Unemployment Rates

Make no mistake, higher minimum wages have unintended consequences

Comment

The recent decision by the Australian Fair Work Commission (FWC) to increase the federal minimum wage by 5.2% and 4.6% for granted minimum wages was higher than expected.

Usually, the FWC strikes a balance between the demands of unions and employer groups. But this year there is no doubt that the commission has sided with the unions and the new Labor government.

Australians could be forgiven for assuming that higher minimum wages will prevent a reduction in the real wage in light of rising inflation.

But that’s not the way to go to raise wages. Instead, the unintended consequences will likely be higher inflation and rising unemployment.

First, the effects of the minimum wage on employment are one of the most studied topics in economics. In the Australian context, we can look at the empirical studies of Labor’s own minister, Andrew Leigh.

Despite its obvious relevance, there is a clear reason why Labor will not mention its own minister’s study. This goes against their arguments for a big increase in the minimum wage.

Cost of higher minimum wages

Leigh, a Harvard Ph.D. and former professor at the Australian National University, found an employment elasticity with respect to the minimum wage of -0.29. In other words, for the Australian workforce as a whole, a 1% increase in the minimum wage will cost jobs following a 0.29% reduction in labor demand.

Against the backdrop of an Australian workforce of 13 million, a 5.2% increase in the minimum wage will mean the loss of over 200,000 jobs.

The results are even more striking for young people. Leigh found that every one percent increase in the minimum wage could result in a one percent drop in youth employment.

The youth unemployment rate is double that of the rest of the working population. There is nothing natural about this sobering statistic. When the government dictates a wage floor above market value, it takes away the first rung of the employment ladder for young people trying to enter the workforce. This often puts them in a bind: if they can’t find a job, they can’t learn the skills that would make them employable. Thus begins a cycle of perennial unemployment.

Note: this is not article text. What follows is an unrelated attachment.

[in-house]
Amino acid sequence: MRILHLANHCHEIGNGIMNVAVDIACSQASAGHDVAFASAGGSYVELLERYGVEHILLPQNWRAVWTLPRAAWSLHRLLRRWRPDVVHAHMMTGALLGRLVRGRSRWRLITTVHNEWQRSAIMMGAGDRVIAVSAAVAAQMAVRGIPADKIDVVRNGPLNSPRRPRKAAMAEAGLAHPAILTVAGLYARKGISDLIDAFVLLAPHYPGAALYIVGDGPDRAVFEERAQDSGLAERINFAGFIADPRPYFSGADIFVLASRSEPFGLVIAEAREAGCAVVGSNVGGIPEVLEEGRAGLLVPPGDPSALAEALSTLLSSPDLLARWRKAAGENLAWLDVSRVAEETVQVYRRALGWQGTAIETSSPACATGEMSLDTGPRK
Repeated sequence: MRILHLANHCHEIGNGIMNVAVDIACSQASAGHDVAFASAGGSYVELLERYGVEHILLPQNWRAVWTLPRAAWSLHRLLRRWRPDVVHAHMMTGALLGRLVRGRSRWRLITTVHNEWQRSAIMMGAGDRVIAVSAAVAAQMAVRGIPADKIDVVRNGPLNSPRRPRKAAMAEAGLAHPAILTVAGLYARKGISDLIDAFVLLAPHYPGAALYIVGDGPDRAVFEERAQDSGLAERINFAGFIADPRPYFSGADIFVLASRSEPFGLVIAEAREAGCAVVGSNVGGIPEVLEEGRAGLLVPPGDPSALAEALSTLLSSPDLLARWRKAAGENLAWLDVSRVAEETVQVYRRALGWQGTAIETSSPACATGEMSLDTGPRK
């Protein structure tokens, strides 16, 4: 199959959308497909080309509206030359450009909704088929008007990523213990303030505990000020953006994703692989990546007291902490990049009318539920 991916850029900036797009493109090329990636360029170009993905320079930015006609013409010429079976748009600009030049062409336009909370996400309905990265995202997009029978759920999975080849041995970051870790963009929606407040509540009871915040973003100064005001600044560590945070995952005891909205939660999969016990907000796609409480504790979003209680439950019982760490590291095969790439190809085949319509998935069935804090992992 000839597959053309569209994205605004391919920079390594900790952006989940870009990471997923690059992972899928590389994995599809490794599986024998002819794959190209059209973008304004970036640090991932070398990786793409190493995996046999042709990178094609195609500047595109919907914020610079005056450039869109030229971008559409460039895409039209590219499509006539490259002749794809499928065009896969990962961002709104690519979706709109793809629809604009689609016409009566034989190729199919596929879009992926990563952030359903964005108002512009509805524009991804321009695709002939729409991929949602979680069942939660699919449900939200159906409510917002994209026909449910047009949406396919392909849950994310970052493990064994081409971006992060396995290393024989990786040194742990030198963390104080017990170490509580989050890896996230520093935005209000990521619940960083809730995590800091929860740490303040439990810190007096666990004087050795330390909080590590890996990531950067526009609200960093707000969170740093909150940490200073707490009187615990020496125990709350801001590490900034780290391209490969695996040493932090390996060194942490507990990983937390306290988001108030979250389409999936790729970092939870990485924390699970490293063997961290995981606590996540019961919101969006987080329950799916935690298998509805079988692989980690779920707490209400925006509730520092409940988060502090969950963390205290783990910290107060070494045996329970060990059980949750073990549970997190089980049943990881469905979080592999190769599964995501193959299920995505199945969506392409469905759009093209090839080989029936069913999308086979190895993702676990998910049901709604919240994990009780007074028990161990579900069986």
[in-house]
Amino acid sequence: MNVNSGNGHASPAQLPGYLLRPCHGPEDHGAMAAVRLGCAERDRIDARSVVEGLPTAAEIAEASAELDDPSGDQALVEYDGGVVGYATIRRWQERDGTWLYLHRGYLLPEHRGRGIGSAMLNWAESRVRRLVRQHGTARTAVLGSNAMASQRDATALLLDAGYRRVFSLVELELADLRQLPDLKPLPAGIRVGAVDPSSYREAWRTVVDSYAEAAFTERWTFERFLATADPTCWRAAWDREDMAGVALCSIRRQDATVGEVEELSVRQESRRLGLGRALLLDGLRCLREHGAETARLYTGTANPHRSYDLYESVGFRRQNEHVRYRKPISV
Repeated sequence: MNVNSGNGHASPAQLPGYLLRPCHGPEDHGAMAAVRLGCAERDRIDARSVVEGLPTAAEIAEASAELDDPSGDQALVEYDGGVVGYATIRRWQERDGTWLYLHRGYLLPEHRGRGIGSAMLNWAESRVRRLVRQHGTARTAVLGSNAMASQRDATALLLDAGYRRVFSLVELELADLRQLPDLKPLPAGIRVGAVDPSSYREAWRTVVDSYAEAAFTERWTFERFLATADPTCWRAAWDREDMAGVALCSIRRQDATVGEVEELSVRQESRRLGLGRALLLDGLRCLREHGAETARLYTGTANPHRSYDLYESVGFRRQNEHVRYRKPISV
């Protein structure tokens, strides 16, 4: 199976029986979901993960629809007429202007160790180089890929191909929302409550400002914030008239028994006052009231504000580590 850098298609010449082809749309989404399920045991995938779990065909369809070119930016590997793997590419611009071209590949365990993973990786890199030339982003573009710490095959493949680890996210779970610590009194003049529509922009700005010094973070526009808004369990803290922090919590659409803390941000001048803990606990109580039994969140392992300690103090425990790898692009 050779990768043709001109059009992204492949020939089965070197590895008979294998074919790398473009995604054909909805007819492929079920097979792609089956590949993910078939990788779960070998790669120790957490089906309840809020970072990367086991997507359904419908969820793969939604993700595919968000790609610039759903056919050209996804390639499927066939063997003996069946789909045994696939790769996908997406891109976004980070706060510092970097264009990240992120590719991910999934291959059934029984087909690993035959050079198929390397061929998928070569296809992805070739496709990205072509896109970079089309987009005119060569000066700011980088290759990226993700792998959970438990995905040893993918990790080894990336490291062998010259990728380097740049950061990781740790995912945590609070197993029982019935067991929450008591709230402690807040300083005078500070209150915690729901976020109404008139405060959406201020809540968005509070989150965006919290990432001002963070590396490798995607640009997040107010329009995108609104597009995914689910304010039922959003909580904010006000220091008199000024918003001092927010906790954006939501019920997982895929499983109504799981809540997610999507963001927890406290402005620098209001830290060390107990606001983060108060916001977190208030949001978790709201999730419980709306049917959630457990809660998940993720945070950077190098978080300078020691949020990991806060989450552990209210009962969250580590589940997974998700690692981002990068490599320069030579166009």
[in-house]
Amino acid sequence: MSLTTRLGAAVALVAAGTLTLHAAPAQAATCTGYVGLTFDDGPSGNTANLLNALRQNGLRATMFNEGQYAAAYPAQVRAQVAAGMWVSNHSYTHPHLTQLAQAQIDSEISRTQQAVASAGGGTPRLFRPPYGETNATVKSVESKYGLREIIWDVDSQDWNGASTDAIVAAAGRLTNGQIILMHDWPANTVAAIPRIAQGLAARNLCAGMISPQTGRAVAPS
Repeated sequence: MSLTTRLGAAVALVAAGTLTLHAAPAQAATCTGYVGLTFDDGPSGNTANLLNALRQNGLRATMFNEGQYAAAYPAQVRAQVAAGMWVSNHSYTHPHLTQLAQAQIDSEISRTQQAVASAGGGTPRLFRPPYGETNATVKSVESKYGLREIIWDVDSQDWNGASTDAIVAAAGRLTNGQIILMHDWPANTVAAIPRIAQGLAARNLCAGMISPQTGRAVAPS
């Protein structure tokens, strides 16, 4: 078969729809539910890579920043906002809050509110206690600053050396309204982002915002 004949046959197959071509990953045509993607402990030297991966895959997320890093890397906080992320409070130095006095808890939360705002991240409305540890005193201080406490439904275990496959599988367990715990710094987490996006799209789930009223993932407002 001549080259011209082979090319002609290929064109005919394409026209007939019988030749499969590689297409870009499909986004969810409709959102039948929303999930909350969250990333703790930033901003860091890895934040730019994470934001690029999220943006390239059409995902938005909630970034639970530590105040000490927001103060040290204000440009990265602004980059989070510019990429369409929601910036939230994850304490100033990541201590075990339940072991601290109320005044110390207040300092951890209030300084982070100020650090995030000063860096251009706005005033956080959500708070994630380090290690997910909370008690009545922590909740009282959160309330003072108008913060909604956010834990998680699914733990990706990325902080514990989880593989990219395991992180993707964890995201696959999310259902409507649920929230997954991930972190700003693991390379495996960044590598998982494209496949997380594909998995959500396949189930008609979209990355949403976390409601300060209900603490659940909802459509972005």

A waitress delivers cutlery at a cafe in Mosman on January 3, 2021 in Sydney, Australia. (Jenny Evans/Getty Images)

There is no doubt about the trade-off between minimum wage and employment. This makes sense based on economic principles, and a solid body of evidence backs it up.

Those on the left, especially unions, will often tout a famous 1990s article by David Card and Alan Krueger as proof that higher minimum wages don’t cost jobs (pdf).

What they fail to mention is that by using more reliable payroll data instead of the survey data originally used, the results show that higher minimum wages actually lead to a significant reduction in employment. .

Inflamed inflation

Although the effects of the minimum wage on employment will always be questioned, the inflationary effects have become a greater concern due to the current economic situation.

Andrew McKellar, chief executive of the Australian Chamber of Commerce and Industry, pointed out that the new pay rise would add an additional $7.9 billion ($5.5 billion) in additional costs to businesses, which would hit their bottom line or would be passed on to consumers, fueling inflation.

The inevitable pain that will come with the Reserve Bank of Australia raising interest rates to historic lows to curb inflation will only be amplified by a higher minimum wage.

In my home state of Western Australia (WA), we have two separate industrial relations systems; the national and state system. The WA Industrial Relations Commission raised the state minimum wage even higher to 5.25%, further widening the gap between the state minimum wage and the federal minimum wage.

Why is this such a concern in particular?

This is because WA’s minimum wage only applies to particular businesses, namely those of sole proprietorships and partnerships. Therefore, as the Chief Economist of the WA Chamber of Commerce and Industry, Aaron Morey, has rightly pointed out, “it further disadvantages smaller businesses in WA, which are governed by the relationship system outdated industries in WA, compared to the majority of companies covered by the national system”. So much for supporting our small businesses.

Does Labor Care About Job Losses

Proponents of a higher minimum wage have succeeded. The Labor government got what it wanted from the Fair Work Commission. And no doubt, they are satisfied with a quick political victory. But it seems that no one in Labor cares about the jobs that will be lost in this way. Or the serious inflationary concerns that are accelerating.

Artificially steering wages is no substitute for reforms aimed at improving productivity. It’s the best – and frankly – the only effective way to help workers.

Even in the words of liberal economist Paul Krugman: “Productivity isn’t everything, but in the long run it’s almost everything. A country’s ability to improve its standard of living over time depends almost entirely on its ability to increase its output per worker.

This means cutting the corporate tax rate to incentivize business investment, reforming other parts of our archaic industrial relations system and cutting red tape to ease the regulatory burden and encourage innovation, especially for small businesses and startups.

The opinions expressed in this article are the opinions of the author and do not necessarily reflect the opinions of The Epoch Times.

Sebastien Tofts

Follow

Sebastian Tofts as a research assistant at Curtin University, Australia.